• J Mess


Sure, that dirty diaper can be all yours if you insist kid. Don't say I never gave you anything.

My husband frequently likes to make fun of me by claiming that I don't like to share. He'd give you the shirt off his back, but I just give the stink eye as he constantly offers up MY entire dinner and dessert to everyone at the table whenever we go out to eat. "Do you want to try some of Jess' meat?" Um no. It's so infuriating. If you want to be a superstar sharer, share your own stuff. Nobody asked you to share mine also. And no offense but if someone wanted to eat steak, they could have ordered their own. This one is mine. I'm now realizing that developmentally this makes me no better than a 2 year old, but honestly, don't mess with a pregnant lady and her food. Mine, mine, mine.

And so now it seems Nathan has entered into the "mine" phase. It came on quickly following the blissful lull after the really enjoyable grabbing/hitting phase. We no longer hit if you try to take our toy, instead we angrily scream NO, MINE in your face and clutch onto it for dear life. The first time I witnessed this it was alarming. We were on vacation sitting on the pool stairs playing with some floaty toys with my brother and his wife, when one of Nathan's toys began to float away. My brother grabbed it and attempted to return it to Nathan, but in the millisecond that it was in his possession during the transfer, Nathan went ballistic and began screaming NOOOO, MINE! He was really incensed and making the nastiest face. Everyone was taken aback. What was happening? Why was he so upset all of a sudden? Nobody was taking his toy. When the toy was offered to him, he snatched it out of my brother's hand and gave him some serious shade.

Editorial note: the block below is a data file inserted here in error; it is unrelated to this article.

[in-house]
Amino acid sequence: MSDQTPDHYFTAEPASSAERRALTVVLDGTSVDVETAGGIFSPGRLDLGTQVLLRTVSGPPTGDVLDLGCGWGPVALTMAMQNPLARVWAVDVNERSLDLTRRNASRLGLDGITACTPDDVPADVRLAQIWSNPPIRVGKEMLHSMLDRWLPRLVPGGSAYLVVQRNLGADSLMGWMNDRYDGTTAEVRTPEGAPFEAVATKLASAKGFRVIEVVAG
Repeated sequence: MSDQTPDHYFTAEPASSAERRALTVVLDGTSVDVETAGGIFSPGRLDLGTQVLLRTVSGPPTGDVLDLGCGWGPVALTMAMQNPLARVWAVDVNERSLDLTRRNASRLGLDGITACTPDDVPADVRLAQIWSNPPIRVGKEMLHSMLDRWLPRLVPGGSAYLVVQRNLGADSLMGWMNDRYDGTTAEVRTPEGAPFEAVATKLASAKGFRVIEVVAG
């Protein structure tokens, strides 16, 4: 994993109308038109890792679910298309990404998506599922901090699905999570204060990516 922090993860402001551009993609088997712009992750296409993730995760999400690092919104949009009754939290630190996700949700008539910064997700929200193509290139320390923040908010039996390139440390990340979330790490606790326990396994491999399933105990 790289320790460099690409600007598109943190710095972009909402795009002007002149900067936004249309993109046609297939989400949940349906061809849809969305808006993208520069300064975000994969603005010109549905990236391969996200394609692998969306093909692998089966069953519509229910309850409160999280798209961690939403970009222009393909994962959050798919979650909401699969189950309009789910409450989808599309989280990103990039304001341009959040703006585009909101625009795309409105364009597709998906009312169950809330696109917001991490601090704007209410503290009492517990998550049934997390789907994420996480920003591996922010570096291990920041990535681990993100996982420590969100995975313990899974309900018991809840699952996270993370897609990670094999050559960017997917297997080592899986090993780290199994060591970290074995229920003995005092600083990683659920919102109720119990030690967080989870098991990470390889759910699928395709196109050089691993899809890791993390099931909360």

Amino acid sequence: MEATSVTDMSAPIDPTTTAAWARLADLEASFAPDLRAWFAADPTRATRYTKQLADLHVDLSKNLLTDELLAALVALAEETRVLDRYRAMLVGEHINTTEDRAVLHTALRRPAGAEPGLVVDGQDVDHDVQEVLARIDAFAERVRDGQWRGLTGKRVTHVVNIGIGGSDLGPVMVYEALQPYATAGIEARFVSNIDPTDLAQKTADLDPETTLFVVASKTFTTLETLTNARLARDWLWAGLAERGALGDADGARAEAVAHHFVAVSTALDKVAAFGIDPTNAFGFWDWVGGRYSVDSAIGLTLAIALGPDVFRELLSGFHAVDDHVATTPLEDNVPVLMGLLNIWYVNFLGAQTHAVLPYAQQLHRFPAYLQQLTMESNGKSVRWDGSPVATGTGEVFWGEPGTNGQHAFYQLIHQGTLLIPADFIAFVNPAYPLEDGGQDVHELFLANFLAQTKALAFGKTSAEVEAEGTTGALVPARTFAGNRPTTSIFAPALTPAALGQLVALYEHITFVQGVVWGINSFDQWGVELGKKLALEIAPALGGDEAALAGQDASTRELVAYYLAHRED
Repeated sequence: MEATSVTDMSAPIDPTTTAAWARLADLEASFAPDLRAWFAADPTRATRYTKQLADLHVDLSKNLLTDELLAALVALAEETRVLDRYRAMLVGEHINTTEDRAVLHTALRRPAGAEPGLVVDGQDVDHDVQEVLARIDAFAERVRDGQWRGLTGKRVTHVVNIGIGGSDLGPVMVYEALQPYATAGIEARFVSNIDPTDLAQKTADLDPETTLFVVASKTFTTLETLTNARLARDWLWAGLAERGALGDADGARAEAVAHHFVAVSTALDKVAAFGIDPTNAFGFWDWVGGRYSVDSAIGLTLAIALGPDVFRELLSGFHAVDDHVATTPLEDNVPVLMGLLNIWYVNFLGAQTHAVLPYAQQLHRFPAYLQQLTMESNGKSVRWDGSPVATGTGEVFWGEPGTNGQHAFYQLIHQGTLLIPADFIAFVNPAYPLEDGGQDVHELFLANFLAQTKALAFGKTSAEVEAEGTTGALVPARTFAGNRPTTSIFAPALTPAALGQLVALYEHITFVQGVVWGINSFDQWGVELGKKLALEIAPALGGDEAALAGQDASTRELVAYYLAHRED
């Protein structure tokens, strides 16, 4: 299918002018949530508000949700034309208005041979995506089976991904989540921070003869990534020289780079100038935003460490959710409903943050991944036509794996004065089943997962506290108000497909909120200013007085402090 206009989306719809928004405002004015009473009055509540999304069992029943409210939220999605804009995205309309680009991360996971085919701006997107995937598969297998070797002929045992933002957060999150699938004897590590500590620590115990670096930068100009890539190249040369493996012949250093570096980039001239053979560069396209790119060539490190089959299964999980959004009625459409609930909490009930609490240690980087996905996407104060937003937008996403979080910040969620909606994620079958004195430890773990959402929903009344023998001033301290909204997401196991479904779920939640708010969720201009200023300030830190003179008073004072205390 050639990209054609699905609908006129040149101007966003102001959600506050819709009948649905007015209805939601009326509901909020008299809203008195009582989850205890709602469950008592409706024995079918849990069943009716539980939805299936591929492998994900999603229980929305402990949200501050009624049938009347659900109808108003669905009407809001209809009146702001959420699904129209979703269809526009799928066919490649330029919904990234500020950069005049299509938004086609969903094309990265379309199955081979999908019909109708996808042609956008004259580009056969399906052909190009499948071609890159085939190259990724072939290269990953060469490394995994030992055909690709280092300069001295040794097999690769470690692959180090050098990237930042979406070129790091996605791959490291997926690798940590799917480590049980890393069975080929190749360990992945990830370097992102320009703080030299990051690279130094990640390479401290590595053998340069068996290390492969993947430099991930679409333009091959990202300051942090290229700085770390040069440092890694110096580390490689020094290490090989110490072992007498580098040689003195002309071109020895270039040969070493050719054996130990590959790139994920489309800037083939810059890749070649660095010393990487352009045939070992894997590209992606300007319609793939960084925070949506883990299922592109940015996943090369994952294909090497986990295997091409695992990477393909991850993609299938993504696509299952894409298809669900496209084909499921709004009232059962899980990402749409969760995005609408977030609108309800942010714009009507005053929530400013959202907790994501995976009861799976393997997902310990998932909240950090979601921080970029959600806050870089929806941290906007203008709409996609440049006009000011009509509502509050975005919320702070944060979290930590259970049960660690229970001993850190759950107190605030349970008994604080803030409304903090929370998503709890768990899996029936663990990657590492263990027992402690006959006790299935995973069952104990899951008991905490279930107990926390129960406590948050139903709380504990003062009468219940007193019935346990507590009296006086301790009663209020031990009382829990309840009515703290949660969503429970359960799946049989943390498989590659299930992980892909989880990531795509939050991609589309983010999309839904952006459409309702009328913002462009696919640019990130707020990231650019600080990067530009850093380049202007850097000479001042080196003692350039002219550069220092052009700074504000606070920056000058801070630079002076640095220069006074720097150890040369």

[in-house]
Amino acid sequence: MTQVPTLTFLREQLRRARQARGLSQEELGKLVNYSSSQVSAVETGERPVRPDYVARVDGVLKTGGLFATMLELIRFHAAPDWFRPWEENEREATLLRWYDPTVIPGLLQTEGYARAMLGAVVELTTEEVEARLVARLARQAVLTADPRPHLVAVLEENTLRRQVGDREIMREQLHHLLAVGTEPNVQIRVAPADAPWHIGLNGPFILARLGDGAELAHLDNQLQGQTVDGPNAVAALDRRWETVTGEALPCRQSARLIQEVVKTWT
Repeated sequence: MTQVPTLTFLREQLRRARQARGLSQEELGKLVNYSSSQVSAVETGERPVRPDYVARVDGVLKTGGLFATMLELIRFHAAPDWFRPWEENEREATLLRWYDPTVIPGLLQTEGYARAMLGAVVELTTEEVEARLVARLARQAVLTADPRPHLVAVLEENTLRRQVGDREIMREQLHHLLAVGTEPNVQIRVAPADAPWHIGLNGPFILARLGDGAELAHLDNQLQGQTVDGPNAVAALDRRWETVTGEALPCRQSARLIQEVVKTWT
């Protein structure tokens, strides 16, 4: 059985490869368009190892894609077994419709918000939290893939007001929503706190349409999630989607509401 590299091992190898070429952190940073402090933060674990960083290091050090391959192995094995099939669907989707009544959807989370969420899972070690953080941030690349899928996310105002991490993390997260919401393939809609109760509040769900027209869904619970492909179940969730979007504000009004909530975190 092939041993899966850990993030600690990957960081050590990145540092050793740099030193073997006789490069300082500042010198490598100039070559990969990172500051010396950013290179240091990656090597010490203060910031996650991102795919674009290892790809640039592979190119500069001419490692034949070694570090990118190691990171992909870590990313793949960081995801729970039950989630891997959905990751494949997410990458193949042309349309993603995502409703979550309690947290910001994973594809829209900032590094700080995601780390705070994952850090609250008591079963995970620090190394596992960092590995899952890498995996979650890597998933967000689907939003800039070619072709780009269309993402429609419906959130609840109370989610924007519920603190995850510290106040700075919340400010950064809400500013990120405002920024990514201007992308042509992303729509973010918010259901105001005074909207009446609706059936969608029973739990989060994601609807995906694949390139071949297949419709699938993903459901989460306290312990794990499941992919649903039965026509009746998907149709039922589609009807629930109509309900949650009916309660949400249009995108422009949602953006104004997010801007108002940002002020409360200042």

Toddler mood swings seem to go from a sweet "more pasta please, thank you mama" to a demonic "MIIIIINEEEEE!" in 0 to 60. Like pint sized Jekyll and Hyde's.

Everything apparently now belongs to Nathan. In his little 2 year old brain, he is the king of everything and owner of all he comes into contact with for as far as his eyes can see. All of the toys in the world are his, even at other people's houses or kid play gyms where in reality nothing belongs to him. All of the food is his. All of the television controllers and phones in the house are his. The other day he even aggressively claimed his own dirty diaper that I was trying to throw into the diaper pail. MINE. Sure, all yours little buddy. Sometimes he'll even scream MINE about literally nothing at all. It's like his new default angry mode. When I tell him "no" about anything, he starts screaming MINE. What is yours Nathan? What are you even trying to claim? MINE! He's also recently assigned himself ownership of me and my husband. MY daddy. MY mommy. All of which should be fun once his sister arrives.

You like my toy? Gee thanks I just got it. I see it, I like it, I want it, I got it. It's MINE.

Apparently I'm supposed to ignore this behavior, but it's so difficult not to engage, so at first I tried gently correcting him. Because one day I'm still hoping magically my logic will break through his little toddler brain, although deep down I know it's hopeless. "No Nathan these aren't your toys, your toys are at home," or in genuine frustration after listening to this tiny toddler narcissist wrongfully claiming everything all day long, "Actually nothing in this house belongs to you Nathan, everything here is MINE." Great role model I am. If you're lucky, maybe I'll share with you, but then again probably not...


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